If you read my blog, you know that I ran a 10K race over the weekend. I won, but I didn't run very fast. In a more athletic city, I would not have come anywhere near first place. (Indeed, looking at some race results from Dallas, Texas reveals that the frontrunners are winning races with times I haven't run since my university days. So my days of winning races will be over as soon as I move.)

Hilariously, I accidentally ran my first mile split in 4:38. This was much faster than my intended race pace, and each subsequent mile was slower than the one before it. I tired myself out too early. Having said that, it is somewhat encouraging that I can run a mile that fast having only had the opportunity to run about six miles a day for the last few weeks, without any speed work. It certainly speaks of good things to come.

Now I would like to say a few words about the concept of competition.

Good Runner, Bad Runner
As I noted above, were I running in a different city, I would never have run a race like the one held last Saturday. This is not because "I suck, and everyone from Ottawa sucks, and the only good people are in different cities." It is a simple fact. There are faster people elsewhere.

Yet, often when I make note of such things, casual runners are inclined to take offense. "Not everyone runs to win!" they declare. "Winning isn't everything!" "For some people, it's a big enough accomplishment just to get out there and finish the race!"

All of that is true. But those are not the only things true about running. What is also true about running is:
  • Some people run to win,
  • Winning means a lot to people who are capable of winning, and
  • Some people have completed enough races at fast enough times that mere "completion" in and of itself is no longer sufficiently satisfying.
For some - though certainly not for all - slower runners, it is disheartening to dwell too much on the fact that there is a large number of other runners who will run faster and more successfully than the slower runners ever will. But it is nonetheless a fact.

Running fast and winning is admirable, and we shouldn't rob the winner of her victory just because the novice wants to feel admired.

The Beauty of Competition
No matter who you are and what you hope to gain from running, you are engaged in a competition. 

At the level of a novice, you are competing with yourself, your doubts and fears, your will-power, and your physical predispositions. These are no mean adversaries. Winning out over such obstacles is a major accomplishment worthy of praise. But it is only the first step in a life-long relationship with sport.

Having conquered a few demons and completed your first race or training regimen, your mind will then naturally wish to expand. After so many participation ribbons, being handed a new one starts to lose its appeal. You start to notice the familiar faces of people finishing around you. These are your friends and colleagues. These are your fellow members of the running community. This is your competition.

If you make a point to attempt to run faster than the familiar faces around you, you are competing. You are also doing something wonderfully positive. First of all, you are pushing your body to additional limits, and reaping the gains of a higher level of fitness. Second of all, you are learning how to push your body beyond its known physical and psychological limits, just like you used to do when you were a novice; therefore, you are becoming a new kind of novice - a novice of head-to-head competition.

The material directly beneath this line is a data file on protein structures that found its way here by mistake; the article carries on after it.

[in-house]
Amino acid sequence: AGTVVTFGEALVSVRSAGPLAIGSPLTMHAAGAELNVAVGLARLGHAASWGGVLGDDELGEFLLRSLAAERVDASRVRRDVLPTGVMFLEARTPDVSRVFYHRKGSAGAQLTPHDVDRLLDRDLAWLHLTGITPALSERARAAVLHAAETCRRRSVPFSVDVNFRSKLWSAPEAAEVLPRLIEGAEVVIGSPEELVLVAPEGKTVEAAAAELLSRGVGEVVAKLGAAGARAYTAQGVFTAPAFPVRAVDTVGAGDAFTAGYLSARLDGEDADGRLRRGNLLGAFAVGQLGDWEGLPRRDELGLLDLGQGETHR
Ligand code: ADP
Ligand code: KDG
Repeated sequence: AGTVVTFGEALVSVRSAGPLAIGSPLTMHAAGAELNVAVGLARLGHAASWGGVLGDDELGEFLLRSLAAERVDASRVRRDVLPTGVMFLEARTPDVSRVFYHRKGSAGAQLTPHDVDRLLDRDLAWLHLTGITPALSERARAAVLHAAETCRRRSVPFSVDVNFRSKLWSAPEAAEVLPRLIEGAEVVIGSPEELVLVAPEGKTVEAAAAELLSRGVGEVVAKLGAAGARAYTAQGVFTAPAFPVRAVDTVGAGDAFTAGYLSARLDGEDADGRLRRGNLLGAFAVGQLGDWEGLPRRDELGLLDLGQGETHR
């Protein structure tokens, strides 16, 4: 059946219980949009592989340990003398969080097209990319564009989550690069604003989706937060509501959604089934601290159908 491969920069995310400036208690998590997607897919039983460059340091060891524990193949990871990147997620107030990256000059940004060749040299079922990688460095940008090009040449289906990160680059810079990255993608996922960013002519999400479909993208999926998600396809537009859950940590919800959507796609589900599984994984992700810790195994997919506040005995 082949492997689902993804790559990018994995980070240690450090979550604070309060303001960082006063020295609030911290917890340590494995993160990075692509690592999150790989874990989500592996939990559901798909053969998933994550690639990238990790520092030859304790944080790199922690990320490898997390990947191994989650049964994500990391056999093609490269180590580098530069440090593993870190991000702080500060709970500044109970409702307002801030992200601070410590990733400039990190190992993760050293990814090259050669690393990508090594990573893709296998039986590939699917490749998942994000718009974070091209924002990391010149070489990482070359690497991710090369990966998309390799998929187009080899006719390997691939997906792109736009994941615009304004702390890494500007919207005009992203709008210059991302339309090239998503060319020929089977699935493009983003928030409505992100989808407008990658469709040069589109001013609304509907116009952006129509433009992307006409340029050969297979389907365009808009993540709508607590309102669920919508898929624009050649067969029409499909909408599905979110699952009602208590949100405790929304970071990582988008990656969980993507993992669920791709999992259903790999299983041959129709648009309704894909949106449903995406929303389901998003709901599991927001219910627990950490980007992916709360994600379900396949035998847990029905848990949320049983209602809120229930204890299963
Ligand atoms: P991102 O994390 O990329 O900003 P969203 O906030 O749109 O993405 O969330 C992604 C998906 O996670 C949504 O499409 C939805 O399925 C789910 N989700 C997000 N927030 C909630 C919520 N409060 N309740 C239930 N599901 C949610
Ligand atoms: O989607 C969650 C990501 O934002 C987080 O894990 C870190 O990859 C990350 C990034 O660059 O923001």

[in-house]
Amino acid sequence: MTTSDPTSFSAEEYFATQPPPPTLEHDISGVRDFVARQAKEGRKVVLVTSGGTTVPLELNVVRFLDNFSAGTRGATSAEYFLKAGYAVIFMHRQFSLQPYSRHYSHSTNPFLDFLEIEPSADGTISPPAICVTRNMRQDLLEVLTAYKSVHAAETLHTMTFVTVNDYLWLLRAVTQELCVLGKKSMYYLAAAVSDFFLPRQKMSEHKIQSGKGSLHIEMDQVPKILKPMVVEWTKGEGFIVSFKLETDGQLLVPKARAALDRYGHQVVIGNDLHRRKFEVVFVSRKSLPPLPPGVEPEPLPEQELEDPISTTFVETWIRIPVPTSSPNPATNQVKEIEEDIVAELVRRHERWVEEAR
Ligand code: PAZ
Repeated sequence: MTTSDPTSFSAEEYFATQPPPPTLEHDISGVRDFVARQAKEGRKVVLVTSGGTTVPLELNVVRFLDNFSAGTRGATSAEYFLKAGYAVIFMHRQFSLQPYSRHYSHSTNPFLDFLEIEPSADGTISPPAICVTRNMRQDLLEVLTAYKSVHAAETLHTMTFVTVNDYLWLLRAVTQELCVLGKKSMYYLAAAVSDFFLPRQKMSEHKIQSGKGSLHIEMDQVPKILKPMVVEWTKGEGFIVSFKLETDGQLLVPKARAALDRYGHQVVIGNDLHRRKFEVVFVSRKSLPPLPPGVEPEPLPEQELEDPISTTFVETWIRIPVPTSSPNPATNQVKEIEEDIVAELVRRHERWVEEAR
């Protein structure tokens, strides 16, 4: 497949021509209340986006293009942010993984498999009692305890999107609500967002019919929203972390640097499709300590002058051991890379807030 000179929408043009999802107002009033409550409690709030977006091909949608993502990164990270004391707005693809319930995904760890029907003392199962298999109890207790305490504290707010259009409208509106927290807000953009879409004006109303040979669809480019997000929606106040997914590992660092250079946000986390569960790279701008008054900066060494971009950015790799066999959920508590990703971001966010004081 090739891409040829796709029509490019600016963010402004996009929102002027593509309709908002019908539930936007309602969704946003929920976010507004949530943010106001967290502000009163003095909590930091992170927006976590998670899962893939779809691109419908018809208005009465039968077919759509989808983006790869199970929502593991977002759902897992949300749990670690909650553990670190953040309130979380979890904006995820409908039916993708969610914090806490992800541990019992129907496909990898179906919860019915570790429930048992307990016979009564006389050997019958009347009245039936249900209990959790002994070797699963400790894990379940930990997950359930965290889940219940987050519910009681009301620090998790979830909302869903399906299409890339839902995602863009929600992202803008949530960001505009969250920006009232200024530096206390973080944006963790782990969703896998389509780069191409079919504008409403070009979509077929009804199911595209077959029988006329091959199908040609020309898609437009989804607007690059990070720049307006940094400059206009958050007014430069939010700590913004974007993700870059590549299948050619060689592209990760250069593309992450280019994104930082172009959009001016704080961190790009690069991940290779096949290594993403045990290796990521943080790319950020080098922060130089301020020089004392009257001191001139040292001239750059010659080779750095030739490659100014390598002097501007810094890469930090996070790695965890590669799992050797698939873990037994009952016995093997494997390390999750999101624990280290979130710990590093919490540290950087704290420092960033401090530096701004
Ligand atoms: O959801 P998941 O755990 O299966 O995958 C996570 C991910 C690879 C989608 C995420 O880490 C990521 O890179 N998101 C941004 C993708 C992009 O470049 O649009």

And if running against other people makes you uncomfortable, take heart, because third of all, you are raising the average level of performance, and your fellow runners will start to push themselves a little harder, too. This is good for all of you. By making things a little more competitive, you're physically helping your friends run faster, too. That's a great accomplishment for you all!

As you start running faster and faster, new people enter your community of competitors, and some people drop off the back end. It's nothing personal. You're improving. There are other people to meet and befriend, and compete against. They now have a new friend to help push them along.

This whole dynamic of running and competition is lost on those who proclaim that "it's not about winning." In focusing merely on race completion, they are ignoring the friendly faces of those around them, and they are missing out on an opportunity to expand their abilities - and physically feel better as a result.

So Please Do Compete
The concept of pushing oneself to new and better heights is something I often try to express here on the blog. Improvement is a great thing! 

This isn't because a person is always inadequate and needs to reach a "better place." Fitness gurus, coaches, self-help advisers and others often get this one wrong. It's not because your life sucks that you want your life to be better. If a person tries and tries and never improves, that person isn't a "failure," and I wouldn't automatically assume that such a person is unhappy or dissatisfied.

No, we compete because it is a natural inclination we have. Human beings have found that providing additional incentive when reaching for a goal inspires us to greater heights than we may have otherwise thought possible. This spirit of achievement can be quite playful and, when done with a light heart and a sunny disposition, is a great way to feel proud and happy, even if you don't reach your goal.

Races have winners. It's a fact. Just because someone else wins doesn't mean you're a chump. Just because someone likes to win doesn't mean they're slighting your accomplishments. A healthy spirit of competition is good for everyone. It fosters both achievement and humility. 

So don't run from it. Compete.

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